Backtrader: On Balance Volume

The code in today’s post contains an “On Balance Volume” indicator for use in Backtrader that can be extracted and used in your own projects.

On Balance Volume

On balance volume, or OBV for short is a volume based indicator that looks at close prices to arrive at a final calculation. Investopedia provides a nice little summary and historical background to the indicator.

On-balance volume (OBV) is a momentum indicator that uses volume flow to predict changes in stock price. Joseph Granville first developed the OBV metric in the 1960s. He believed that when volume increases sharply without a significant change in the stock’s price, the price will eventually jump upward, and vice versa.

On balance volume always builds on its own previous value. In other words, it is a cumulative indicator. If the close price increases, then volume is added to the previous indicator value. If the close price decreases volumeis subtracted from the previous indicator value. It should be noted that it compares the current close value with the close[-1] (previous close) and not the current open value vs current close value. This means that we can actually have a green candle day and still deduct volume. An example of this might be caused when price gaps down and closes up.

If you are looking for strategy ideas, head over to The have an OBV article which gives some great tips on how to interpret the indicator, flag divergences and confirm Trends.

Further Reading

  1. Wikipedia:
  2. Investopedia:
  3. Stock Charts:

The Code


The requirements for the indicator are very simple. However, there is one thing that makes this indicator a little trickier to implement. This is the is the fact it is a cumulative indicator. I.e. The OBVline builds on its previous value. As such, we cannot construct the OBVline within __init__(). Instead, we need to build the line on each call of next(). Further, during the first calculation, we do not have a previous value to add or subtract our volume to/from. As such, we need to use the nextstart()method (function) to provide a seed value. A seed value is just another way of saying first value. This allows us to kick-start the indicator. The official docs describe nextstart()as:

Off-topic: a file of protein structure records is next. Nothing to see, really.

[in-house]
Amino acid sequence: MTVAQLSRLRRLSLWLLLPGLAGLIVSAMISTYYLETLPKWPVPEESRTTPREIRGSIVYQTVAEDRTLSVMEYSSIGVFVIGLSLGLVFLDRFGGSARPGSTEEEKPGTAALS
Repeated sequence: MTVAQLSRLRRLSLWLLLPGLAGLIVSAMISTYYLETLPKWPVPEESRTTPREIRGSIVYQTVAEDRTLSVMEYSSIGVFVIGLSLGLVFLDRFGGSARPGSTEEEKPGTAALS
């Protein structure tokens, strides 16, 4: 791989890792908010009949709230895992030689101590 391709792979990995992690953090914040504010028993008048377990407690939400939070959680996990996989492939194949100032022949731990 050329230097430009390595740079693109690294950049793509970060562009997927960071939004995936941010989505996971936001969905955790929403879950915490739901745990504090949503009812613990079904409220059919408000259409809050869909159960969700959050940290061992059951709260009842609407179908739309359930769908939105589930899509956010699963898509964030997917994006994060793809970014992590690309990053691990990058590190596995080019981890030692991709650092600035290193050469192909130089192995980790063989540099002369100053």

This method will be called once, exactly when the minimum period for all datas/indicators have been meet. The default behavior is to call next

In our Indicator, when nextstart()is called, we use a slightly different calculation. We just assign volume as a positive or negative value without adding it to the previous value.

See this excellent blog post for more information on building this type of indicator:

Quandl Data: Please note that the data in this post uses the Quandl API. Using this API without an API key means that you are limited to the number calls you can make per day. To have unlimited access to their free data, sign up for a free API key and then add the apikeykeyword to the Quandl data call like so:


Why are the values different to platform xyz?

If you compare the results of this indicator with another platform such as Tradingview, the indicator values are unlikely to match. This is because:

  1. The OHLC data may not be exactly the same. For example, one platform could show an asset closed slightly up whilst another data closed down or flat.
  2. More importantly, the values are cumulative. They build on the previous line. As such, the data on the two platforms must start on the exact same day to match properly.

Having said that, we can get a general feel for whether we have garbage output. Take a look at the following comparison between the indicator and Tradingview.

On Balance Volume Comparison between Backtrader and Tradingview

In the screenshot, we can see that although the values reported are different the form/shape of the lines match up quite nicely.